When I cut my thumb it didn’t hurt much. I grabbed it, went inside to wrap it up and squeezed it tight. A few moments later a wave of uneasiness washed over me. That was my signal that something was damaged – that my body was hurt. And I’ve been surprised by how long it’s taking me to bounce back after the injury. For the first week I needed a nap every day. I think because these things are fixable – there are patient and well-trained people who know how to repair the physical damage – we tend to think that injuries are no big deal. They heal, and thank goodness for that. But just because I couldn’t feel them poking, prodding, sewing and pulling at my thumb innards doesn’t mean I didn’t feel it.

These past weeks I’ve been reminding myself that our bodies know when something is amiss. When my body needs to grow new tissue and heal itself, I have to give myself a break and understand that it wears me out. I gave myself this freedom – to be tired, to do very little – when I was pregnant. I used to tell people it was tiring growing a whole human! It’s tiring growing new tendon too.

Now it’s been two weeks and I can type (obviously) and do most of my regular daily stuff. But I do many of them with careful deliberation because I have to do them with all of one hand and four fifths of the other:

  • Opening twist-off things. Without a thumb I can’t grip anything with my left hand so unless I can hold the thing with four fingers and twist the top off with my right, I have to wait for K. to get home or challenge the puny kids to do it. I never knew how many twist-off openings my typical day required until now. Cooking curries? Every spice in a separate jar. Sugar for your tea? In a jar. Kids want peanut butter and jam with applesauce? Jar, jar, jar. Laundry detergent? Twist-off top. The toothpaste tube, the shampoo bottle, the goop I put in my hair…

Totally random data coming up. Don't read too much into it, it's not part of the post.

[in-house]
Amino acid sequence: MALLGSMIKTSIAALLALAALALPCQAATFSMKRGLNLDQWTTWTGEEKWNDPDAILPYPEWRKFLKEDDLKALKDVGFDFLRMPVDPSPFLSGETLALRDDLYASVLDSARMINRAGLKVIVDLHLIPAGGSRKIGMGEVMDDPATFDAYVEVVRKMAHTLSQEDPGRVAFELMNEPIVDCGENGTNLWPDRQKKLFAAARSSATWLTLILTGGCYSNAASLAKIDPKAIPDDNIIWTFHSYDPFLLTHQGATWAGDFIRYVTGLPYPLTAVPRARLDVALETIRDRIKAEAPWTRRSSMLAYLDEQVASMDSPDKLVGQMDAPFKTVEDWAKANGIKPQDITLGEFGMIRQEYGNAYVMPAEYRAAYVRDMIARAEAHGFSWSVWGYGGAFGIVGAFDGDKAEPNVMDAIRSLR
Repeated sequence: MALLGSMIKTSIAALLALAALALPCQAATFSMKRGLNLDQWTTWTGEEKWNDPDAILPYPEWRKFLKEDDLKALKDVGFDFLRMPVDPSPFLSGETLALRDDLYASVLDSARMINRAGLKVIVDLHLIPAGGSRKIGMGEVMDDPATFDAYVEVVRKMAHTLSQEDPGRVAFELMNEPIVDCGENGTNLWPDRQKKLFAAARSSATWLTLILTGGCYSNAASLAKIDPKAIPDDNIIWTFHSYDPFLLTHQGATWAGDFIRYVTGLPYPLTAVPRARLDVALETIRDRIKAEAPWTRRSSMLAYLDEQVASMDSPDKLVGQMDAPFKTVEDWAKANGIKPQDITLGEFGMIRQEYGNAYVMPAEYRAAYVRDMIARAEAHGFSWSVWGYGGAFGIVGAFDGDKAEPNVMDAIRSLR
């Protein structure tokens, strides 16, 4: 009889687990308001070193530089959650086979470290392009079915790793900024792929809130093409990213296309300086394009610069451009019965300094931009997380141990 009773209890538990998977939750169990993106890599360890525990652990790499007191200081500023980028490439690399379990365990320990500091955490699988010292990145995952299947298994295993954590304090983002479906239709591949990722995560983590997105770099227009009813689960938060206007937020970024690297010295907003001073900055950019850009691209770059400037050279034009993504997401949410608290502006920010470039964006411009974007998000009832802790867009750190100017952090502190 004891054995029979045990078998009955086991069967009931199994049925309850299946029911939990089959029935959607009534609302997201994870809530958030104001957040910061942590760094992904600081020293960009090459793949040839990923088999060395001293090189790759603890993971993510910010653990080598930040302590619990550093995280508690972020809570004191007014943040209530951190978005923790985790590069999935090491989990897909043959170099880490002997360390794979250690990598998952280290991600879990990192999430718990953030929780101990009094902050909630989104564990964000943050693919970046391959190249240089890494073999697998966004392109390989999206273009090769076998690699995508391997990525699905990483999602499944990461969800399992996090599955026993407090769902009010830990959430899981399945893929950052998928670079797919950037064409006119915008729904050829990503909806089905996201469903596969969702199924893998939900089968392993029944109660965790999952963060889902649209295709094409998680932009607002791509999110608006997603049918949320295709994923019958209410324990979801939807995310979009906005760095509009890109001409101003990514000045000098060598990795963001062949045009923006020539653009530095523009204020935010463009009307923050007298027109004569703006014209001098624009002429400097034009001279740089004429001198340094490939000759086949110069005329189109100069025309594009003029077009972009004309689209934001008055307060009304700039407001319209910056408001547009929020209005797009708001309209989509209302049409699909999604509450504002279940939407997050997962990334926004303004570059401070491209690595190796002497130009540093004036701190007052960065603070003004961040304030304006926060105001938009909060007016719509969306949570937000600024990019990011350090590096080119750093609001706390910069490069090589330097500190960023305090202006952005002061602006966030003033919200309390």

• Trimming the fingernails on my right hand: can’t be done. K’s job now.
  • Showering: I have perfected the cast waterproofing (long narrow plastic bag from a loaf of bread, secured at the elbow with an elastic) but some washing tasks are difficult. Let’s just say that there have been undignified moments of squeezing the shampoo out of the bottle with my knees. Only one armpit is getting the attention it deserves.
  • Holding my beer glass at an angle to pour. I know; I’m very brave to be surviving this one. Pity and pouring assistance are most welcome.

I can’t do dishes. Can’t grip, can’t get wet; can’t do dishes. That one is easy to get used to. Still, I’m looking forward to washing dishes if it means I can also double-squeeze my kids, stretch my wrist and perform a few other useful two-thumbed tricks like shifting gears on a curve.

a year of photos

We’re settled in to a cold winter at home. I’m taking a photo out the back window every morning and posting them here: http://www.shuttercal.com/calendar/lbirnbaum/. For now it’s all snow and grey skies but in a couple of months it will look wet and muddy, then maple syrup season starts, then the tree will bud and leaves will block the view of the sky. Hopefully the garlic we planted in the fall will grow. The patio furniture will move around the deck and toys will come and go from the scene. I’ll plant vegetables and be finishing the harvest as the leaves turn yellow and drop. By early November the yard is covered in leaves. When winter comes again it’ll be intermittent – snow, then thaw, then back to frozen stillness with grey skies a year from now.

breathe

When you become a parent, things that didn’t used to be scary become scary.

When my nephew was a day or two old his mother and I took him for a walk. I marched happily along the sidewalk, carrying the baby, while she started cowering by the hedges. Suddenly the cars were too loud, she felt. And they whizzed by too close to us. We took the baby home.